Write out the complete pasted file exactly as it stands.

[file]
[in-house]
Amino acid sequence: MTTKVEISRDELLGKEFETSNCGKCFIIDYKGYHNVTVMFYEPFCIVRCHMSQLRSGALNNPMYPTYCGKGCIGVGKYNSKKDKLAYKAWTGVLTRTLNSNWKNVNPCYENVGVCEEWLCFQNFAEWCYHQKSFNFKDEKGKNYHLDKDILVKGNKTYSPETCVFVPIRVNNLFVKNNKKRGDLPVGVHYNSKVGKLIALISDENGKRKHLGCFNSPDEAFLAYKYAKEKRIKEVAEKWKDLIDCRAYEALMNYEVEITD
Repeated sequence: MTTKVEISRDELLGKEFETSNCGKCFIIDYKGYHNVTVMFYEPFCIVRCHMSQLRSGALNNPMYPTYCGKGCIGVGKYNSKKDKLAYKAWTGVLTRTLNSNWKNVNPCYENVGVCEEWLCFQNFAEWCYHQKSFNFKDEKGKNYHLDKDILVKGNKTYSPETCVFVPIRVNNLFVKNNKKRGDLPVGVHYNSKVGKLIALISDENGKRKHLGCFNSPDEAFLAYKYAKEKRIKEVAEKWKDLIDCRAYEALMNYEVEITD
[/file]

[in-house]
Amino acid sequence: MTTKVEISRDELLGKEFETSNCGKCFIIDYKGYHNVTVMFYEPFCIVRCHMSQLRSGALNNPMYPTYCGKGCIGVGKYNSKKDKLAYKAWTGVLTRTLNSNWKNVNPCYENVGVCEEWLCFQNFAEWCYHQKSFNFKDEKGKNYHLDKDILVKGNKTYSPETCVFVPIRVNNLFVKNNKKRGDLPVGVHYNSKVGKLIALISDENGKRKHLGCFNSPDEAFLAYKYAKEKRIKEVAEKWKDLIDCRAYEALMNYEVEITD
Repeated sequence: MTTKVEISRDELLGKEFETSNCGKCFIIDYKGYHNVTVMFYEPFCIVRCHMSQLRSGALNNPMYPTYCGKGCIGVGKYNSKKDKLAYKAWTGVLTRTLNSNWKNVNPCYENVGVCEEWLCFQNFAEWCYHQKSFNFKDEKGKNYHLDKDILVKGNKTYSPETCVFVPIRVNNLFVKNNKKRGDLPVGVHYNSKVGKLIALISDENGKRKHLGCFNSPDEAFLAYKYAKEKRIKEVAEKWKDLIDCRAYEALMNYEVEITD